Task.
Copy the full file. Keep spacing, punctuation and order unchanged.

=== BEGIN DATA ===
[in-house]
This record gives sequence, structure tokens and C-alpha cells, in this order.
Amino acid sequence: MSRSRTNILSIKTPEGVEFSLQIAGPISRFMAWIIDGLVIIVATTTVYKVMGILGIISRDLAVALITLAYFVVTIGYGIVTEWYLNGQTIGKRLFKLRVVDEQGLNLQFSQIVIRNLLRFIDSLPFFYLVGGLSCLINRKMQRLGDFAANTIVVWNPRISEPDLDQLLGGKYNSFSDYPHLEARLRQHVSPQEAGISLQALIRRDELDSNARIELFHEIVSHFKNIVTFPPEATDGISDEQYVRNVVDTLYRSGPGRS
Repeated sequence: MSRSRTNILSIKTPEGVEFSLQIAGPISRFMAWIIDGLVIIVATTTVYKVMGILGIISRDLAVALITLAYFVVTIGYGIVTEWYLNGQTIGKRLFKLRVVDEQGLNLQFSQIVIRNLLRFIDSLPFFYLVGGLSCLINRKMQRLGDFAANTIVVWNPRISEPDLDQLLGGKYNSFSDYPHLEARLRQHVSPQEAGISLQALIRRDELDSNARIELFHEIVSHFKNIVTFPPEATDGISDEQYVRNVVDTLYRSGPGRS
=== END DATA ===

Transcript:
[in-house]
This record gives sequence, structure tokens and C-alpha cells, in this order.
Amino acid sequence: MSRSRTNILSIKTPEGVEFSLQIAGPISRFMAWIIDGLVIIVATTTVYKVMGILGIISRDLAVALITLAYFVVTIGYGIVTEWYLNGQTIGKRLFKLRVVDEQGLNLQFSQIVIRNLLRFIDSLPFFYLVGGLSCLINRKMQRLGDFAANTIVVWNPRISEPDLDQLLGGKYNSFSDYPHLEARLRQHVSPQEAGISLQALIRRDELDSNARIELFHEIVSHFKNIVTFPPEATDGISDEQYVRNVVDTLYRSGPGRS
Repeated sequence: MSRSRTNILSIKTPEGVEFSLQIAGPISRFMAWIIDGLVIIVATTTVYKVMGILGIISRDLAVALITLAYFVVTIGYGIVTEWYLNGQTIGKRLFKLRVVDEQGLNLQFSQIVIRNLLRFIDSLPFFYLVGGLSCLINRKMQRLGDFAANTIVVWNPRISEPDLDQLLGGKYNSFSDYPHLEARLRQHVSPQEAGISLQALIRRDELDSNARIELFHEIVSHFKNIVTFPPEATDGISDEQYVRNVVDTLYRSGPGRS